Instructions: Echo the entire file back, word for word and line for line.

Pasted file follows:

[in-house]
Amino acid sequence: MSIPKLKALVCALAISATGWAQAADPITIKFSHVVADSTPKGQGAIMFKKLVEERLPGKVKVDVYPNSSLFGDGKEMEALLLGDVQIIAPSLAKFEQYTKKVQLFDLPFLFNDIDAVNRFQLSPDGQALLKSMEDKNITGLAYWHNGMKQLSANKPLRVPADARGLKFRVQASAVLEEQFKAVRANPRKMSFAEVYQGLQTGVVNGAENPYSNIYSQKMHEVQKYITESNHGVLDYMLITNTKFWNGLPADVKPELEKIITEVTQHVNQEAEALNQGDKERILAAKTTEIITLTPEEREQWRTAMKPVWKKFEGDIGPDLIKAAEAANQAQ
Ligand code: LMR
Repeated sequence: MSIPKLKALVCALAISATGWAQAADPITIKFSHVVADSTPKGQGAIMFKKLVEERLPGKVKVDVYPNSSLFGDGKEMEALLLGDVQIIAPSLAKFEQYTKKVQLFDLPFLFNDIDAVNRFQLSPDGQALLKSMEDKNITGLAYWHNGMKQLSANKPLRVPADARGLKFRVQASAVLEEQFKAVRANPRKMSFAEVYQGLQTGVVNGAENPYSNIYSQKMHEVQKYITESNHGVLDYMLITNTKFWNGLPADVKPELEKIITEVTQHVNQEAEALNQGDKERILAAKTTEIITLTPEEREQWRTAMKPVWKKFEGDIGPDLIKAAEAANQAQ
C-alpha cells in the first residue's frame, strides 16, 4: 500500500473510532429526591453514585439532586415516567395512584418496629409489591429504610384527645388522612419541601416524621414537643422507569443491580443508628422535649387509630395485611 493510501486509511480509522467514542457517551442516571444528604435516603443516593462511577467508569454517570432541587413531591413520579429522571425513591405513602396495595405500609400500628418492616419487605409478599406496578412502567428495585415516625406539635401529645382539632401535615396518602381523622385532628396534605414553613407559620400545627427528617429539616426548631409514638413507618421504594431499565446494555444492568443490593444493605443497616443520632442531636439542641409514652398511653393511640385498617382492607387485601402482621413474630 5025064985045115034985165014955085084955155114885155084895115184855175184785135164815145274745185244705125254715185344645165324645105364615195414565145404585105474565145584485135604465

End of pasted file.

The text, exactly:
[in-house]
Amino acid sequence: MSIPKLKALVCALAISATGWAQAADPITIKFSHVVADSTPKGQGAIMFKKLVEERLPGKVKVDVYPNSSLFGDGKEMEALLLGDVQIIAPSLAKFEQYTKKVQLFDLPFLFNDIDAVNRFQLSPDGQALLKSMEDKNITGLAYWHNGMKQLSANKPLRVPADARGLKFRVQASAVLEEQFKAVRANPRKMSFAEVYQGLQTGVVNGAENPYSNIYSQKMHEVQKYITESNHGVLDYMLITNTKFWNGLPADVKPELEKIITEVTQHVNQEAEALNQGDKERILAAKTTEIITLTPEEREQWRTAMKPVWKKFEGDIGPDLIKAAEAANQAQ
Ligand code: LMR
Repeated sequence: MSIPKLKALVCALAISATGWAQAADPITIKFSHVVADSTPKGQGAIMFKKLVEERLPGKVKVDVYPNSSLFGDGKEMEALLLGDVQIIAPSLAKFEQYTKKVQLFDLPFLFNDIDAVNRFQLSPDGQALLKSMEDKNITGLAYWHNGMKQLSANKPLRVPADARGLKFRVQASAVLEEQFKAVRANPRKMSFAEVYQGLQTGVVNGAENPYSNIYSQKMHEVQKYITESNHGVLDYMLITNTKFWNGLPADVKPELEKIITEVTQHVNQEAEALNQGDKERILAAKTTEIITLTPEEREQWRTAMKPVWKKFEGDIGPDLIKAAEAANQAQ
C-alpha cells in the first residue's frame, strides 16, 4: 500500500473510532429526591453514585439532586415516567395512584418496629409489591429504610384527645388522612419541601416524621414537643422507569443491580443508628422535649387509630395485611 493510501486509511480509522467514542457517551442516571444528604435516603443516593462511577467508569454517570432541587413531591413520579429522571425513591405513602396495595405500609400500628418492616419487605409478599406496578412502567428495585415516625406539635401529645382539632401535615396518602381523622385532628396534605414553613407559620400545627427528617429539616426548631409514638413507618421504594431499565446494555444492568443490593444493605443497616443520632442531636439542641409514652398511653393511640385498617382492607387485601402482621413474630 5025064985045115034985165014955085084955155114885155084895115184855175184785135164815145274745185244705125254715185344645165324645105364615195414565145404585105474565145584485135604465